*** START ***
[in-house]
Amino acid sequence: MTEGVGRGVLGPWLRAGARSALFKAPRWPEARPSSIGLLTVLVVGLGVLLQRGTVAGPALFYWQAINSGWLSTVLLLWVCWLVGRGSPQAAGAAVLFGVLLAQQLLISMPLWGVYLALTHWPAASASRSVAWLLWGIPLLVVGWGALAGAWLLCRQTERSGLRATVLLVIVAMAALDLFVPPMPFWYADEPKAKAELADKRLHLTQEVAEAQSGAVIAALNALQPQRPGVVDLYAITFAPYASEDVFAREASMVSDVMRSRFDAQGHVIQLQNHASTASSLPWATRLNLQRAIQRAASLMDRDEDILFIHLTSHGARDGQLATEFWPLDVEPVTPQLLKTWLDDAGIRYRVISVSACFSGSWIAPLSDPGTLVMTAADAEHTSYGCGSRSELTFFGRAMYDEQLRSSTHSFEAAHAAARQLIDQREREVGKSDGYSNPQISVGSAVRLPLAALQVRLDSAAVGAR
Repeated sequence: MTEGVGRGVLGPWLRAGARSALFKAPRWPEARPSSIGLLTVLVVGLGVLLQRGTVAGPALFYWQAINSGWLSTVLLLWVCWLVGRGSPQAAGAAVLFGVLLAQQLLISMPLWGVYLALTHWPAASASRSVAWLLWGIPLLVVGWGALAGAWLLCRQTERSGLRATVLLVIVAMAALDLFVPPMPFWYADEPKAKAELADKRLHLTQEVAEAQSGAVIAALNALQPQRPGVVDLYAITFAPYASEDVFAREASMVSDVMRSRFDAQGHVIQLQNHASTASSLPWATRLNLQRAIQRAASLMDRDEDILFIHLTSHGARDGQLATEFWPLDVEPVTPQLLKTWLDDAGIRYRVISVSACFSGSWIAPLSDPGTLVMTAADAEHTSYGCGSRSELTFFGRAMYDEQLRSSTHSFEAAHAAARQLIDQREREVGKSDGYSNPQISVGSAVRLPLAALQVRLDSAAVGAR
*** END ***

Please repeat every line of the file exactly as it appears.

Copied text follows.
[in-house]
Amino acid sequence: MTEGVGRGVLGPWLRAGARSALFKAPRWPEARPSSIGLLTVLVVGLGVLLQRGTVAGPALFYWQAINSGWLSTVLLLWVCWLVGRGSPQAAGAAVLFGVLLAQQLLISMPLWGVYLALTHWPAASASRSVAWLLWGIPLLVVGWGALAGAWLLCRQTERSGLRATVLLVIVAMAALDLFVPPMPFWYADEPKAKAELADKRLHLTQEVAEAQSGAVIAALNALQPQRPGVVDLYAITFAPYASEDVFAREASMVSDVMRSRFDAQGHVIQLQNHASTASSLPWATRLNLQRAIQRAASLMDRDEDILFIHLTSHGARDGQLATEFWPLDVEPVTPQLLKTWLDDAGIRYRVISVSACFSGSWIAPLSDPGTLVMTAADAEHTSYGCGSRSELTFFGRAMYDEQLRSSTHSFEAAHAAARQLIDQREREVGKSDGYSNPQISVGSAVRLPLAALQVRLDSAAVGAR
Repeated sequence: MTEGVGRGVLGPWLRAGARSALFKAPRWPEARPSSIGLLTVLVVGLGVLLQRGTVAGPALFYWQAINSGWLSTVLLLWVCWLVGRGSPQAAGAAVLFGVLLAQQLLISMPLWGVYLALTHWPAASASRSVAWLLWGIPLLVVGWGALAGAWLLCRQTERSGLRATVLLVIVAMAALDLFVPPMPFWYADEPKAKAELADKRLHLTQEVAEAQSGAVIAALNALQPQRPGVVDLYAITFAPYASEDVFAREASMVSDVMRSRFDAQGHVIQLQNHASTASSLPWATRLNLQRAIQRAASLMDRDEDILFIHLTSHGARDGQLATEFWPLDVEPVTPQLLKTWLDDAGIRYRVISVSACFSGSWIAPLSDPGTLVMTAADAEHTSYGCGSRSELTFFGRAMYDEQLRSSTHSFEAAHAAARQLIDQREREVGKSDGYSNPQISVGSAVRLPLAALQVRLDSAAVGAR